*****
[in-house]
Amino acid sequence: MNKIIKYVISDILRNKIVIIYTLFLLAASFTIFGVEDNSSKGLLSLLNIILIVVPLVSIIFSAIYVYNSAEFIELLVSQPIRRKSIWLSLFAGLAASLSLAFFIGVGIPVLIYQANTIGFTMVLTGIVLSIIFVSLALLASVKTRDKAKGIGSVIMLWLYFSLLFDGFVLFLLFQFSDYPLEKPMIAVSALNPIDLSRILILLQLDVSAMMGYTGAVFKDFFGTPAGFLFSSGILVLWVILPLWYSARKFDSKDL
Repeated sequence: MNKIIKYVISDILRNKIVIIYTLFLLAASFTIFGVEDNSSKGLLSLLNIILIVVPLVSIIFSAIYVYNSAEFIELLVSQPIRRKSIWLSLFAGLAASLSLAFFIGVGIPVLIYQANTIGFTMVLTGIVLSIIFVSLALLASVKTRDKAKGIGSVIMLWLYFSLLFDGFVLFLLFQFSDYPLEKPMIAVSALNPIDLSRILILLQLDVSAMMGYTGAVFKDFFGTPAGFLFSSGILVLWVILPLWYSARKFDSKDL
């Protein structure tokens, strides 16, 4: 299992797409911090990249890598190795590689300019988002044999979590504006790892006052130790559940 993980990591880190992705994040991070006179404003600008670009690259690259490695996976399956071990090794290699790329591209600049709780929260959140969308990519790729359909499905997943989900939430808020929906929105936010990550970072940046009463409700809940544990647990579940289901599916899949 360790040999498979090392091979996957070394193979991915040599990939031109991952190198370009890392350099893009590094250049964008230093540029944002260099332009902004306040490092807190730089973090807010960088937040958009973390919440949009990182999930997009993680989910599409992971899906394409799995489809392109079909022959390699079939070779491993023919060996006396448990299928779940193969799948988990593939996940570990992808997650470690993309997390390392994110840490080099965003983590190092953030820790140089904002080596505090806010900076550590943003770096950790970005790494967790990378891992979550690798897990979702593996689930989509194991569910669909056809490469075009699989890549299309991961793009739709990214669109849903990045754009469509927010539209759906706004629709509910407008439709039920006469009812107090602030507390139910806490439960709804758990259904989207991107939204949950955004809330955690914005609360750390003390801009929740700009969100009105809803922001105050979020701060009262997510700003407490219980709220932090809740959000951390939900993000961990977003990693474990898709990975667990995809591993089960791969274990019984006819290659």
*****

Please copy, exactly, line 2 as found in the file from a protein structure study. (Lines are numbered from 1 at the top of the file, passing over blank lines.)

Amino acid sequence: MNKIIKYVISDILRNKIVIIYTLFLLAASFTIFGVEDNSSKGLLSLLNIILIVVPLVSIIFSAIYVYNSAEFIELLVSQPIRRKSIWLSLFAGLAASLSLAFFIGVGIPVLIYQANTIGFTMVLTGIVLSIIFVSLALLASVKTRDKAKGIGSVIMLWLYFSLLFDGFVLFLLFQFSDYPLEKPMIAVSALNPIDLSRILILLQLDVSAMMGYTGAVFKDFFGTPAGFLFSSGILVLWVILPLWYSARKFDSKDL